Take-aways from a presentation by A-Dae Romero-Briones as part of the Native Lands Stewardship Webinar Series by the First Nations Development Institute, assembled for this blog by Isabelle Jenniches, Co-Founder NM Healthy Soil Working Group.
A-dae Romero-Briones, who was born and raised in Cochiti Pueblo, New Mexico, starts her presentation by pointing out that mainstream agriculture in the US, including organic agriculture, has a different epistemology than pueblo agriculture. The indigenous perspective contains an inherent understanding that everything is connected, but this view does not fit into any of the mainstream agricultural frameworks.
For example, A-dae recounts being unable to fill out the application for organic certification with her grandfather because of this disconnect between the required metrics and his deeply relational approach to farming.
The term Kincentric Ecology, coined by Enrique Salomon (Eating the Landscape, University of Arizona Press 2012) explains this world view as “people being related to the world around us”. The natural world is not separate from human beings –humans, animals, plants, water, air and even the soil are kin.
According to this mainstream agriculture timeline, we are in the 4th agricultural revolution with the first agricultural revolution taking place when “hunter-gatherers” converted to agriculture. A-dae remarks: “Indigenous people are often put into the hunter-gatherer category, although the reality is much more complex.”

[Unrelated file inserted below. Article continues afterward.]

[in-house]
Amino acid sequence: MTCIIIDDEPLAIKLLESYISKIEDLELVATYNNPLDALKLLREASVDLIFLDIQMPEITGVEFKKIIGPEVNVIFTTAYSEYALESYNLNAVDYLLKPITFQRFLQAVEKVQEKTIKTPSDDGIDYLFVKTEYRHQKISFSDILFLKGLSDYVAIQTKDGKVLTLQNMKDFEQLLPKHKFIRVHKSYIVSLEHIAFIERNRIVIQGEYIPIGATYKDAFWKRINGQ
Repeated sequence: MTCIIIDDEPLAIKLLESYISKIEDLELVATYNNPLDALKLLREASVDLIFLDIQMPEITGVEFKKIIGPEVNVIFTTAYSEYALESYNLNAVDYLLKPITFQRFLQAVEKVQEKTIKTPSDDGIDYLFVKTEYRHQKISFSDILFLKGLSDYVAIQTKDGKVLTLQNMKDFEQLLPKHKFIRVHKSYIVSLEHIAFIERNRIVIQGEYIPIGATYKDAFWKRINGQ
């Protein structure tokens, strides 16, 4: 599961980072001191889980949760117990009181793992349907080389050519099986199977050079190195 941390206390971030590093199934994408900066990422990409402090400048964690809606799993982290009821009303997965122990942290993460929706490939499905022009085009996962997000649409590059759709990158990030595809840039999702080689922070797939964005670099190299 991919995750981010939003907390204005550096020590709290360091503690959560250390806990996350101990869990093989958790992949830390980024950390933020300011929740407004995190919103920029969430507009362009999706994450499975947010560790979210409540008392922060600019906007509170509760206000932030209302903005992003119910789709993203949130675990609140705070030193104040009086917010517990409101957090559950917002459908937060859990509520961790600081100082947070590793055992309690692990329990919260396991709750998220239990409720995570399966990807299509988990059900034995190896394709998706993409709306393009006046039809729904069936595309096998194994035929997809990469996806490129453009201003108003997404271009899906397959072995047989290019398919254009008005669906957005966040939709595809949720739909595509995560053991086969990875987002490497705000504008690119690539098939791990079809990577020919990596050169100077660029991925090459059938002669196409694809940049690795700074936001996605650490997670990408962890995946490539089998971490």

When Europeans came to America, the agricultural techniques they brought with them served as a means to perfect private land holdings. Settlers laid claim to the land by putting up fences, introducing cattle and sheep, and plowing the prairies. Romero-Briones stresses that this is the basis of agriculture in the US and it’s important to recognize that this foundational premise is still with us today.
During the 2nd Agricultural Revolution mechanization took place. A-dae shares that in one of the first USDA programs, tractors were offered to indigenous communities in exchange for sending their kids to boarding school. This cruel strategy did not work and instead created resistance as well as ongoing reluctance to participate in government programs.
The 3rd Agricultural Revolution, the so-called Green Revolution, brought the introduction of chemical fertilizers, pesticides and Genetic Engineering.
Now, in the midst of the 4th agricultural revolution, the related terms of organic, sustainable and regenerative agriculture are trying to distinguish themselves from each other. A-dae points out that currently none of these fields and terms include indigenous agriculture:
Out of thousands of organic farms in the US, only about a dozen certified operations are run by indigenous people. Sustainable agriculture, especially through the Deep Ecology movement, has been trying to bring some indigenous perspectives into the mainstream, but beyond appropriation of stories and knowledge, participation of indigenous peoples themselves has not taken place.
The definition of Regenerative Agriculture, the youngest term, is still evolving. For example, the Rodale Institute describes it as “a holistic approach to farming that encourages continuous innovation and improvement of environmental, social, and economic measures.”